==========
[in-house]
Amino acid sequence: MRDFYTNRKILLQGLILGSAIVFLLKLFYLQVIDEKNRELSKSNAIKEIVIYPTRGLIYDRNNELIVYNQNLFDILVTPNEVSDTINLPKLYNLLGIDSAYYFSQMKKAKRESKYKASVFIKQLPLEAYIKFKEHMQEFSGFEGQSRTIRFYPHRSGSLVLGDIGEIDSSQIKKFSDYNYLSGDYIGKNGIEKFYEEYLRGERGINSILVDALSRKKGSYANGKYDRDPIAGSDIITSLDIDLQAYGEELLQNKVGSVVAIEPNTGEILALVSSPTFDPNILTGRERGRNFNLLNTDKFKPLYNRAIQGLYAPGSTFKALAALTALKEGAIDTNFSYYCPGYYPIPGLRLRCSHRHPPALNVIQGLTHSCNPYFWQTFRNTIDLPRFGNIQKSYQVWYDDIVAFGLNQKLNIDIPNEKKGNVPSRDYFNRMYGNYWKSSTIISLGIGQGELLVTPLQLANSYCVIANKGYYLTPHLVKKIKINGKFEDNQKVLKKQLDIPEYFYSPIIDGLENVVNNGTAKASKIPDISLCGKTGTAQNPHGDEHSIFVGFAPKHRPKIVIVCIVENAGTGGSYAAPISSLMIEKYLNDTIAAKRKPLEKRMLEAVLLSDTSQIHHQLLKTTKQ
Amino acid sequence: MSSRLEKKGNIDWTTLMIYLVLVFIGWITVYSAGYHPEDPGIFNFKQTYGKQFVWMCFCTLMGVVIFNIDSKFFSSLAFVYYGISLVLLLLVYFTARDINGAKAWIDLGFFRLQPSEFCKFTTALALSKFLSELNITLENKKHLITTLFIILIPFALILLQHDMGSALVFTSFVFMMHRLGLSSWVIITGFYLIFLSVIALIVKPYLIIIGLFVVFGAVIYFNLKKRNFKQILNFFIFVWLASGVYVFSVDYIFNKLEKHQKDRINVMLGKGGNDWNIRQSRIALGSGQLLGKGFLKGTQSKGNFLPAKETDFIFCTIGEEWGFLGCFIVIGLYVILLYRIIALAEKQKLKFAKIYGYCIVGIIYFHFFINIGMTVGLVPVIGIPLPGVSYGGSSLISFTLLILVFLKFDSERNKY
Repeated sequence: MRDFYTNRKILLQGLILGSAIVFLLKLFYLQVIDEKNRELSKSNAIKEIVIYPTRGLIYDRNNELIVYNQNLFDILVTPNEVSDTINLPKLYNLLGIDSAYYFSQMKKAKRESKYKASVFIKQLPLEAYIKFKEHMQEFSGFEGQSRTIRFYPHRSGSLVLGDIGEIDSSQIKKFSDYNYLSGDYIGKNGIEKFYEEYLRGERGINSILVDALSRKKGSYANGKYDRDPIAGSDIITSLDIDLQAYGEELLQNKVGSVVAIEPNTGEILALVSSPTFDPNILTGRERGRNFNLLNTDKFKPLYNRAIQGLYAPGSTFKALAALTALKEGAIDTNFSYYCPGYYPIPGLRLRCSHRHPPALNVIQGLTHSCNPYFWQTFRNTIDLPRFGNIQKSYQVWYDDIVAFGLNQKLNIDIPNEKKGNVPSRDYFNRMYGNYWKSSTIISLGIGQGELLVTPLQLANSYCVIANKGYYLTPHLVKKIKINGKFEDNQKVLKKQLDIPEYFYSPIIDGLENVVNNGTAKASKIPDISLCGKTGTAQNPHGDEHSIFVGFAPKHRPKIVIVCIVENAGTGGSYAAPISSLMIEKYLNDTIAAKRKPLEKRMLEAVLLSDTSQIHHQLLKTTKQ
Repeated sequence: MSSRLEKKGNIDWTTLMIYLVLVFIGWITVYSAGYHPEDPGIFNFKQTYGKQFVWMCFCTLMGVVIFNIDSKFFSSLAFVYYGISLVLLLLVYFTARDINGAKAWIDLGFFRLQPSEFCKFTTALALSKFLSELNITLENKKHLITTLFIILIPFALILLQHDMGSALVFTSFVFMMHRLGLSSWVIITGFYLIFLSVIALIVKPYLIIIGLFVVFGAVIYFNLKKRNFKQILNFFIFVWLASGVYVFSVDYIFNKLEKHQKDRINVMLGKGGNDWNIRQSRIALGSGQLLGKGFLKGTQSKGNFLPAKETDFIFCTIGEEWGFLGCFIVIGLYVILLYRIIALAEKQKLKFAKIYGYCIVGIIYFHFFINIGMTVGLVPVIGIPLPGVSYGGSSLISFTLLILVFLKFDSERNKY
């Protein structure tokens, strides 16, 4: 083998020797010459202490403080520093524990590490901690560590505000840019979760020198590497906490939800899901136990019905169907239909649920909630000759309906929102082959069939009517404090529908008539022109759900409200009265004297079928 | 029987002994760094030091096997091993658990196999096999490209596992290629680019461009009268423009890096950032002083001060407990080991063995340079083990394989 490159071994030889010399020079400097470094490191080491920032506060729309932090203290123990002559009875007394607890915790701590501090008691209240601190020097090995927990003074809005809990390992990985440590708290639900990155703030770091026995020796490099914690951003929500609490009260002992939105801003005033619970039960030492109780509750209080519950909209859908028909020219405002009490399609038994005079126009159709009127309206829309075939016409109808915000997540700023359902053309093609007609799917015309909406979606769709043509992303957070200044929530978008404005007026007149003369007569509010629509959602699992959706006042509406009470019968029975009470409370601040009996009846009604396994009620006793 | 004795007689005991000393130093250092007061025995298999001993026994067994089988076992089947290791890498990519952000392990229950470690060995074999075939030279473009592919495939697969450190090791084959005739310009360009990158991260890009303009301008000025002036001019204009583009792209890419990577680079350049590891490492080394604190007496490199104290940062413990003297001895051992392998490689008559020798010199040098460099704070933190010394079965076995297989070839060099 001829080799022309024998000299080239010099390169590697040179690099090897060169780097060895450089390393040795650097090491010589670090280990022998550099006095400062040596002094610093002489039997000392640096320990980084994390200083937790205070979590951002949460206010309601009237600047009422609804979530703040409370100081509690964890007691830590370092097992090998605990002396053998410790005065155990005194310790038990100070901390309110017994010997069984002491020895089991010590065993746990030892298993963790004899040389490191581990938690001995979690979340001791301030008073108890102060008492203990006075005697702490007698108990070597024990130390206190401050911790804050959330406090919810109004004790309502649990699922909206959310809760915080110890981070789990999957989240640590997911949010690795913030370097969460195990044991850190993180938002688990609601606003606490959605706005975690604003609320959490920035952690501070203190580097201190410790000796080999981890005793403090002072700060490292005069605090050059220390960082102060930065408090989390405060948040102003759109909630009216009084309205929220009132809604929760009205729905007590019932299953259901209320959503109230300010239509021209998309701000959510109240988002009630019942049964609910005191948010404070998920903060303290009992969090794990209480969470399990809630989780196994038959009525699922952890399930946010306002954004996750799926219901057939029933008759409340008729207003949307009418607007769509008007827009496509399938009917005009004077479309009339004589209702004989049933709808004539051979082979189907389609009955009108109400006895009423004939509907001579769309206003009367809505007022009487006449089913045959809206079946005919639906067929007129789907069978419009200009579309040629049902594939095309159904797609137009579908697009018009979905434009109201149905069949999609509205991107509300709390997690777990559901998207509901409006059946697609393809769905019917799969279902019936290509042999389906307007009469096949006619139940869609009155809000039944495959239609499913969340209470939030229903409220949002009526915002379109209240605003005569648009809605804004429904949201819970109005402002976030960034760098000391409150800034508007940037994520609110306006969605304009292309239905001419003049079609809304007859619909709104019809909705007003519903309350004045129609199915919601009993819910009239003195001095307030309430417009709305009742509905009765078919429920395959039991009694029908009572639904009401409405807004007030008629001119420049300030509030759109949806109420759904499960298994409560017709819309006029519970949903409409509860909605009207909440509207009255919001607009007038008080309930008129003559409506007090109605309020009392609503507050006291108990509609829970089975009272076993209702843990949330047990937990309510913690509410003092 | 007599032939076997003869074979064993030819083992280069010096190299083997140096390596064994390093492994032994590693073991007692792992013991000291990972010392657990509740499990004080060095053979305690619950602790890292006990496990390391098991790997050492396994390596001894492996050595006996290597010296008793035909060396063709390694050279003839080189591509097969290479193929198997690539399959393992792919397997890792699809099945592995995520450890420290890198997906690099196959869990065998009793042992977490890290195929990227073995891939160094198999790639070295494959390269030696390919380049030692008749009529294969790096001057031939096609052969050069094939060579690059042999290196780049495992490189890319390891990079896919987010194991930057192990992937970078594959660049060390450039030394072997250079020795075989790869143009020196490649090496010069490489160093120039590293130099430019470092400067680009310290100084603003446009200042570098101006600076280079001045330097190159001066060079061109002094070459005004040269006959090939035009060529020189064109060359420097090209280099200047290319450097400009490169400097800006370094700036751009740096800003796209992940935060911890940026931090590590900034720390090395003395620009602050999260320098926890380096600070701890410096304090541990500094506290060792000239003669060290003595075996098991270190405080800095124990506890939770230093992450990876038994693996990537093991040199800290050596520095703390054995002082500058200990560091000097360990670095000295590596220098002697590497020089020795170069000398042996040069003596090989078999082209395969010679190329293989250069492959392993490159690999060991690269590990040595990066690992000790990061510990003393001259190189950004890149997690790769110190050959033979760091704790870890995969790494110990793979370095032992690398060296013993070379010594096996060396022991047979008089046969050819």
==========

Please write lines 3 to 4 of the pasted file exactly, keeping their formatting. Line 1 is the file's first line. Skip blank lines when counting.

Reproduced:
Amino acid sequence: MSSRLEKKGNIDWTTLMIYLVLVFIGWITVYSAGYHPEDPGIFNFKQTYGKQFVWMCFCTLMGVVIFNIDSKFFSSLAFVYYGISLVLLLLVYFTARDINGAKAWIDLGFFRLQPSEFCKFTTALALSKFLSELNITLENKKHLITTLFIILIPFALILLQHDMGSALVFTSFVFMMHRLGLSSWVIITGFYLIFLSVIALIVKPYLIIIGLFVVFGAVIYFNLKKRNFKQILNFFIFVWLASGVYVFSVDYIFNKLEKHQKDRINVMLGKGGNDWNIRQSRIALGSGQLLGKGFLKGTQSKGNFLPAKETDFIFCTIGEEWGFLGCFIVIGLYVILLYRIIALAEKQKLKFAKIYGYCIVGIIYFHFFINIGMTVGLVPVIGIPLPGVSYGGSSLISFTLLILVFLKFDSERNKY
Repeated sequence: MRDFYTNRKILLQGLILGSAIVFLLKLFYLQVIDEKNRELSKSNAIKEIVIYPTRGLIYDRNNELIVYNQNLFDILVTPNEVSDTINLPKLYNLLGIDSAYYFSQMKKAKRESKYKASVFIKQLPLEAYIKFKEHMQEFSGFEGQSRTIRFYPHRSGSLVLGDIGEIDSSQIKKFSDYNYLSGDYIGKNGIEKFYEEYLRGERGINSILVDALSRKKGSYANGKYDRDPIAGSDIITSLDIDLQAYGEELLQNKVGSVVAIEPNTGEILALVSSPTFDPNILTGRERGRNFNLLNTDKFKPLYNRAIQGLYAPGSTFKALAALTALKEGAIDTNFSYYCPGYYPIPGLRLRCSHRHPPALNVIQGLTHSCNPYFWQTFRNTIDLPRFGNIQKSYQVWYDDIVAFGLNQKLNIDIPNEKKGNVPSRDYFNRMYGNYWKSSTIISLGIGQGELLVTPLQLANSYCVIANKGYYLTPHLVKKIKINGKFEDNQKVLKKQLDIPEYFYSPIIDGLENVVNNGTAKASKIPDISLCGKTGTAQNPHGDEHSIFVGFAPKHRPKIVIVCIVENAGTGGSYAAPISSLMIEKYLNDTIAAKRKPLEKRMLEAVLLSDTSQIHHQLLKTTKQ